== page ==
Evidence-based practice

For one, previsit labs increase office productivity. One case study found that the advance testing reduced the number of phone calls about lab results by 89% and the number of letters required to communicate lab results by 85%. There were also significantly fewer revisits and fewer lab tests ordered. This saved the practice $25 per visit in physician and team time.

I have found that previsit labs work best before annual wellness exams. The blood work done as part of these visits involves some of the most common tests ordered, such as a complete blood count, a metabolic panel, a lipid panel, and a thyroid panel. The results of these tests are usually available in a few days, if not sooner.

The Mayo Clinic found that ordering previsit lab work is a simple but powerful way to improve the value of periodic health examinations in an internal medicine primary care practice setting. The health system conducted a study with approximately 600 patients and found that 87.8% of patients completed their routine tests before the exam, and most of them (61%) preferred the process over the typical method of getting tests done after the office visit. Many of those who liked the previsit labs had abnormal test results and benefitted “from face-to-face discussion of these results directly with their provider,” according to the study. Previously, most patients would have only received test results by telephone from a nurse or other clinic staff.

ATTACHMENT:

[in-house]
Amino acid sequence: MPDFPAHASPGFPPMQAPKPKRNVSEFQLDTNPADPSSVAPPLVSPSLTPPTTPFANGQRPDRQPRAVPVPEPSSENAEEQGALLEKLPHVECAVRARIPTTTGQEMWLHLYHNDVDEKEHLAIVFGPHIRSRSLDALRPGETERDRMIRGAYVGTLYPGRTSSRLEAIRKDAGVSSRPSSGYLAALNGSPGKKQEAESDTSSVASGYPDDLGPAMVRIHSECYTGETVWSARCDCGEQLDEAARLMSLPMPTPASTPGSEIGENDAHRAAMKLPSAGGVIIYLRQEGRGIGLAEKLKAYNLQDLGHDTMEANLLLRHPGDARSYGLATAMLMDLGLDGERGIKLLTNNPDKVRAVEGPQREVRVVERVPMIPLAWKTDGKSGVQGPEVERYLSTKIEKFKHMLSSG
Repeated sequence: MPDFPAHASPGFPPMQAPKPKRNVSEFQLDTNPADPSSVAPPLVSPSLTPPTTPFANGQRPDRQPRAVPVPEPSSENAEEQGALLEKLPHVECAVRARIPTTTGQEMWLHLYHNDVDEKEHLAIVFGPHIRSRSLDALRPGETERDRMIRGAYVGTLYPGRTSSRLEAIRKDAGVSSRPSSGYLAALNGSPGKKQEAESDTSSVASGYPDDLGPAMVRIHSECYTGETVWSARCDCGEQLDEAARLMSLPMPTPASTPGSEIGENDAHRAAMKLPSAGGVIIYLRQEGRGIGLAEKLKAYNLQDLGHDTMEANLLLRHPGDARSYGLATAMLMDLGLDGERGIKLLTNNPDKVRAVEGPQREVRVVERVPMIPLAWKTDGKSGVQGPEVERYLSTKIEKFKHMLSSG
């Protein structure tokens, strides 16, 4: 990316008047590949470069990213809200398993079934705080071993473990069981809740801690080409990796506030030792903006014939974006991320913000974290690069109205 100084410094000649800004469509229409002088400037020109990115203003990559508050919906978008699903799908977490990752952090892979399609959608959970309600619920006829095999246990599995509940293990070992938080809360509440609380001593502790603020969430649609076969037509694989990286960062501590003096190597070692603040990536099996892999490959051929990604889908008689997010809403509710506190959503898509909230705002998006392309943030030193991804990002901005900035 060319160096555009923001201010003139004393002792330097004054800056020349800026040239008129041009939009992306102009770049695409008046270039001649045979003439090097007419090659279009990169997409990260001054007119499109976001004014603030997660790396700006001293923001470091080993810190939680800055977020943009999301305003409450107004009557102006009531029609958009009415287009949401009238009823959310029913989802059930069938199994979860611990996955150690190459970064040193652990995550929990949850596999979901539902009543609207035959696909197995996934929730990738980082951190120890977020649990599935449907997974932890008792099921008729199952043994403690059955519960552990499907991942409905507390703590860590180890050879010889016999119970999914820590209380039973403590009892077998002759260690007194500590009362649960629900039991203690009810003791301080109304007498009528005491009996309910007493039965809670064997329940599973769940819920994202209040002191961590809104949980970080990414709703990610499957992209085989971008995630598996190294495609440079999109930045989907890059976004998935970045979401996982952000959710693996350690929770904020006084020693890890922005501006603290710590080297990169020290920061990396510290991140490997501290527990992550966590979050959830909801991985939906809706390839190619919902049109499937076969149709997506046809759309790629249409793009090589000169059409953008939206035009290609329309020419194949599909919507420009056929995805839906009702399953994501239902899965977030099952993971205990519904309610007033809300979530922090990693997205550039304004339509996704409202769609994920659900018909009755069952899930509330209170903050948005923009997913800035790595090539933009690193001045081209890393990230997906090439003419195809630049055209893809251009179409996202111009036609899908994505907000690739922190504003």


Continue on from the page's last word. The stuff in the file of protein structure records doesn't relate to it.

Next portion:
The study also highlighted another benefit of testing before the visit: developing a patient-centered plan to manage the results of abnormal tests. “Not only does the patient have the opportunity to question the provider about further tests and consultations, but the provider, in turn, is able to fulfill the role expected of them in the medical home model by visibly showing the patient their active role in coordinating care,” the study said.

There are some simple steps clinicians can take to make this happen. In fact, the AMA has a toolkit on its website that walks through the process. Making lab testing more convenient and accessible will encourage patients to get tests done before an office visit.

Clinicians have to help patients get the most out of testing and the vital health information it provides. It’s not enough to give them access to accurate data. Patients need and expect their clinicians to help them understand and use their test results in a meaningful way. The payoff is a better patient experience and more sustainable medical practices.


Andrew Carroll, MD, is a family physician and clinical assistant professor at the University of Arizona College of Medicine. Dr Carroll is a leading voice in family medicine, having served on the board of directors of the American Academy of Family Physicians, a professional organization representing more than 130 000 doctors. He also has extensive experience in the areas of new healthcare delivery models, healthcare information technology, and medical informatics.


References